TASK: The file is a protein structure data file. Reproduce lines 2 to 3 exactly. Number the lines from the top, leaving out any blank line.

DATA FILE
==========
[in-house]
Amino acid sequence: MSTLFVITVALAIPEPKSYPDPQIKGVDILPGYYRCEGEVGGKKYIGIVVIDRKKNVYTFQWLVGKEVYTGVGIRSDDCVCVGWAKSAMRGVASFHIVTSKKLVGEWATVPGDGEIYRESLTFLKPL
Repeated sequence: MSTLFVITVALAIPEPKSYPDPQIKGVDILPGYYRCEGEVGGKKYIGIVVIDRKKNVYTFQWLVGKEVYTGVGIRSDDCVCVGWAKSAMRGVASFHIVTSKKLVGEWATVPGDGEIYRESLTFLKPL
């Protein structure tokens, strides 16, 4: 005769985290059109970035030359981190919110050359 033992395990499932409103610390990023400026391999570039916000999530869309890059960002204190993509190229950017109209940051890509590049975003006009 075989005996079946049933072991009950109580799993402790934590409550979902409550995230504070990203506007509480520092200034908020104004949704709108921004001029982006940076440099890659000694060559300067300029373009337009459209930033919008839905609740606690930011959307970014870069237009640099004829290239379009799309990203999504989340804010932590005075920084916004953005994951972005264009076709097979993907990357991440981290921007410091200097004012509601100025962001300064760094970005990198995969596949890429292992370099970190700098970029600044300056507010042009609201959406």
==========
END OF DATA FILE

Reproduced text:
Amino acid sequence: MSTLFVITVALAIPEPKSYPDPQIKGVDILPGYYRCEGEVGGKKYIGIVVIDRKKNVYTFQWLVGKEVYTGVGIRSDDCVCVGWAKSAMRGVASFHIVTSKKLVGEWATVPGDGEIYRESLTFLKPL
Repeated sequence: MSTLFVITVALAIPEPKSYPDPQIKGVDILPGYYRCEGEVGGKKYIGIVVIDRKKNVYTFQWLVGKEVYTGVGIRSDDCVCVGWAKSAMRGVASFHIVTSKKLVGEWATVPGDGEIYRESLTFLKPL